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Learning difficulties: definition and warning signs

Learning difficulties: definition and warning signs

May 7, 2021

The Learning difficulties (DA) they include in their definition a heterogeneous set of alterations in reading, writing, calculus and general cognitive reasoning. These disorders are usually due to a dysfunction of the nervous system, and may continue throughout the life process.

Learning difficulties they can manifest simultaneously both through problems in self-regulation behaviors and social interaction , as well as through sensory deficits, mental retardation, severe emotional disorders or concomitant to external influences (such as cultural differences, insufficient or inappropriate instruction, although it is true that AD can not be derived causally from any of them).


Therefore, it is understood that There is a discrepancy between the actual and expected performance according to the maturational age of the small , which is why specialized attention is required to compensate for these difficulties presented by the student.

Specific Learning Disorder and DSM V

Currently, the Diagnostic and Statistical Manual of Mental Disorders DSM V defines the diagnostic category of Specific Learning Disorder distinguishing between reading, calculation and written expression skills.

Among the diagnostic criteria, it is emphasized that the subject must present an IQ within the average level with respect to their age group, being the level determined in any of the three capacities previously indicated significantly lower than the population average.


Causes of learning difficulties

The causes that can cause the manifestation of learning difficulties in the individual are very diverse, although the main one is derived from internal factors (neurobiological) of the subject such as organic deficits, aspects linked to chromosomal inheritance, problems related to biochemical or nutritional alterations or perceptive and / or motor cognitive deficits.

In a second category, the environmental causes linked to the particularities of the family and sociocultural context can be differentiated that offer little opportunities for cognitive stimulation and limit the development of such abilities in the child.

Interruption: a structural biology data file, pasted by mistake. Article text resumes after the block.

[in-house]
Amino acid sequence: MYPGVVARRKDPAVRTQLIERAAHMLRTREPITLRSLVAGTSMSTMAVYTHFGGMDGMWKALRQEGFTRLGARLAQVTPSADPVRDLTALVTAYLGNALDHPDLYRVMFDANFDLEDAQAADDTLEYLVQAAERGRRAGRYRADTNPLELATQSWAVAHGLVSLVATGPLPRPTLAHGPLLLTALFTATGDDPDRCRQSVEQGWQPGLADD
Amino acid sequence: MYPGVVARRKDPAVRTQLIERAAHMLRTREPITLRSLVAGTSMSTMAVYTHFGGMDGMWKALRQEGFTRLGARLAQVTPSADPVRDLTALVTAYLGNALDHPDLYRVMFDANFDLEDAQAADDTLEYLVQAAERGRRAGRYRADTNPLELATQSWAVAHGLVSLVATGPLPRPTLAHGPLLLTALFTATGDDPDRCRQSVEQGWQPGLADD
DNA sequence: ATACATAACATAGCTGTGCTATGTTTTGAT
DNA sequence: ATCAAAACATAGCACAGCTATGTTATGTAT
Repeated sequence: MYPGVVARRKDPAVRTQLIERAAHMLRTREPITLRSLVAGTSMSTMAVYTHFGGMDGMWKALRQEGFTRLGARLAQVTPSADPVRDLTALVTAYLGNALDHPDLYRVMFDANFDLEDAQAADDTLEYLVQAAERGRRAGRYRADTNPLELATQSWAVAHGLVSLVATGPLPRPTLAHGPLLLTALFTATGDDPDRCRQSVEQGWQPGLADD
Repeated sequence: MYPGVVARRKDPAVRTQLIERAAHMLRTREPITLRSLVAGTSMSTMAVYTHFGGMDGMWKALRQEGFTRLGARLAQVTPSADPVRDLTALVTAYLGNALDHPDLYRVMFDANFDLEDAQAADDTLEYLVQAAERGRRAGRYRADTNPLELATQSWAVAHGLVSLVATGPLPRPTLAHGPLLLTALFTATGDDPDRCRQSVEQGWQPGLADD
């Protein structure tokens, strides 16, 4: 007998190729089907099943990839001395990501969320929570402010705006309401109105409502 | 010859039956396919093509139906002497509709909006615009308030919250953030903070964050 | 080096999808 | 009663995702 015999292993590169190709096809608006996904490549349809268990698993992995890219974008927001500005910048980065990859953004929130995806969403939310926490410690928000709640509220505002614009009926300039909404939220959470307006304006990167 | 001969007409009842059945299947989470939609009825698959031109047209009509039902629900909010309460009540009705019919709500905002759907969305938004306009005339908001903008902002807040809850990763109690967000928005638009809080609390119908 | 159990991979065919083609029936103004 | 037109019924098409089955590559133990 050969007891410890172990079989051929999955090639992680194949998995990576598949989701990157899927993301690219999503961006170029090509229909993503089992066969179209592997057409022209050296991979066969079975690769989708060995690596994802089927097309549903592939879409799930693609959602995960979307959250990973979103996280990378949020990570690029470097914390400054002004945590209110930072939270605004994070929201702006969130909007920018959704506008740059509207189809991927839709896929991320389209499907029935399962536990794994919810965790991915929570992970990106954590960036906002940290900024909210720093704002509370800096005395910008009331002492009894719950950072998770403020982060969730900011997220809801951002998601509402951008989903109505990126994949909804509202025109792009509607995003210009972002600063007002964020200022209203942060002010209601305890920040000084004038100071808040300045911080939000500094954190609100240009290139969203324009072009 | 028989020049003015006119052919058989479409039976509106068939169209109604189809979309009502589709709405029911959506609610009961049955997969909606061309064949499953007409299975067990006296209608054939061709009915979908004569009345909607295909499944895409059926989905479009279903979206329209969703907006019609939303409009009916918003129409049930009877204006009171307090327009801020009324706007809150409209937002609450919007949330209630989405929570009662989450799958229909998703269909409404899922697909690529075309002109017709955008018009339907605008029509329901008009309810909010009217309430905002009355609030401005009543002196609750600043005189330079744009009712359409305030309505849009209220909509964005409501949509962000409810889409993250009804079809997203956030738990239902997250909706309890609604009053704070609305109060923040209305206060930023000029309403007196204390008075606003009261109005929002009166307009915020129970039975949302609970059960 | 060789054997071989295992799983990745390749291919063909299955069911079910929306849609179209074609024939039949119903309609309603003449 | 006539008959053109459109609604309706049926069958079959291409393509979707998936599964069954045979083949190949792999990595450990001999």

On the other hand, the characteristics of the educational system to which the student is assigned may condition a certain level of the internalization of basic learning; namely, the methodology of work and evaluation of the students, the quality of the teaching, the physical conditions and resources of the school, among others, can make substantial differences.


Finally, the origin of the learning difficulties may be due to an inadequate adjustment between the individual characteristics of the student and the demands he receives from the educational context (as defended from the interactionist position). This adjustment or type of response offered by the student to a task depends on the interaction of two variables: the level of knowledge that the child has and the disposition of strategies to solve this task. In that way, schoolchildren who present DA usually have the knowledge, but are not able to apply the appropriate strategies for a successful execution of the task. This last proposal is the one with the most theoretical support at present.

Influence of AD on child development

In line with that expressed above, a very relevant aspect is to understand the maturation, or biological growth of the child, as a dynamic disposition or condition that depends on the neurological, neuropsychological and psychological characteristics of the person, as well as the family environment and / or school where the development takes place.

The development in people with learning difficulties is characterized by a slower evolutionary rhythm . That is, we only talk about an alteration at a quantitative level, and not a qualitative one, as it happens in the development disorders. The differences in early ages between children with AD and children without AD can range between 2 and 4 years. Subsequently these discrepancies are decreasing and it can be said that individuals with AD can reach an acceptable level of competence.

Diverse environmental factors are, and therefore, modifiable, that contribute to the relief or aggravation of AD, such as: wealth and adequacy of speech in the family context, a high exposure to reading, the promotion of play and of activities that favor the development of sustained attention, as well as those that facilitate individual decision-making and personal initiative.